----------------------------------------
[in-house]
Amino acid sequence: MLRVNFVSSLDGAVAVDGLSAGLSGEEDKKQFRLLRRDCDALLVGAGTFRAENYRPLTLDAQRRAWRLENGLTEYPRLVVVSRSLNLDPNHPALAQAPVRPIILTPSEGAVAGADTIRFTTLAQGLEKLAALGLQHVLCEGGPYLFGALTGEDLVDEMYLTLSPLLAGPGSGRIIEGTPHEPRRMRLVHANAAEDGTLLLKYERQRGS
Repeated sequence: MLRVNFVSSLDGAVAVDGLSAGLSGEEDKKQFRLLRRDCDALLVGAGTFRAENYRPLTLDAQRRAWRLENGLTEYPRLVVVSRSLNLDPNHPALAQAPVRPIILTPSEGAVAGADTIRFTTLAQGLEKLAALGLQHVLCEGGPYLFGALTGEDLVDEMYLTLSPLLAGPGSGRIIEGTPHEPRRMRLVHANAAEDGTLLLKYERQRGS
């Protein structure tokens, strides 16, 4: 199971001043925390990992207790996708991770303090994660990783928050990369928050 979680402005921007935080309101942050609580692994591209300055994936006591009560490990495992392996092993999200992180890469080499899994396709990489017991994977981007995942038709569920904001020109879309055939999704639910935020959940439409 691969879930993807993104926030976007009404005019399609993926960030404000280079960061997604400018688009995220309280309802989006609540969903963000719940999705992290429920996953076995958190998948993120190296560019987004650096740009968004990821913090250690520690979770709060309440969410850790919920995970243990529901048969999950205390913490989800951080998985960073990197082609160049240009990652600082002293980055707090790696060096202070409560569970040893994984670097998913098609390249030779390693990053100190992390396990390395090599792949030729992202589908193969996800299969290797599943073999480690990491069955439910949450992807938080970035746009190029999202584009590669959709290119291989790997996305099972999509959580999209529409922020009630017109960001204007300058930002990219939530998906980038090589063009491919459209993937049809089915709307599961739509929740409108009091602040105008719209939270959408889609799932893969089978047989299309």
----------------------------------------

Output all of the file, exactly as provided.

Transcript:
[in-house]
Amino acid sequence: MLRVNFVSSLDGAVAVDGLSAGLSGEEDKKQFRLLRRDCDALLVGAGTFRAENYRPLTLDAQRRAWRLENGLTEYPRLVVVSRSLNLDPNHPALAQAPVRPIILTPSEGAVAGADTIRFTTLAQGLEKLAALGLQHVLCEGGPYLFGALTGEDLVDEMYLTLSPLLAGPGSGRIIEGTPHEPRRMRLVHANAAEDGTLLLKYERQRGS
Repeated sequence: MLRVNFVSSLDGAVAVDGLSAGLSGEEDKKQFRLLRRDCDALLVGAGTFRAENYRPLTLDAQRRAWRLENGLTEYPRLVVVSRSLNLDPNHPALAQAPVRPIILTPSEGAVAGADTIRFTTLAQGLEKLAALGLQHVLCEGGPYLFGALTGEDLVDEMYLTLSPLLAGPGSGRIIEGTPHEPRRMRLVHANAAEDGTLLLKYERQRGS
């Protein structure tokens, strides 16, 4: 199971001043925390990992207790996708991770303090994660990783928050990369928050 979680402005921007935080309101942050609580692994591209300055994936006591009560490990495992392996092993999200992180890469080499899994396709990489017991994977981007995942038709569920904001020109879309055939999704639910935020959940439409 691969879930993807993104926030976007009404005019399609993926960030404000280079960061997604400018688009995220309280309802989006609540969903963000719940999705992290429920996953076995958190998948993120190296560019987004650096740009968004990821913090250690520690979770709060309440969410850790919920995970243990529901048969999950205390913490989800951080998985960073990197082609160049240009990652600082002293980055707090790696060096202070409560569970040893994984670097998913098609390249030779390693990053100190992390396990390395090599792949030729992202589908193969996800299969290797599943073999480690990491069955439910949450992807938080970035746009190029999202584009590669959709290119291989790997996305099972999509959580999209529409922020009630017109960001204007300058930002990219939530998906980038090589063009491919459209993937049809089915709307599961739509929740409108009091602040105008719209939270959408889609799932893969089978047989299309």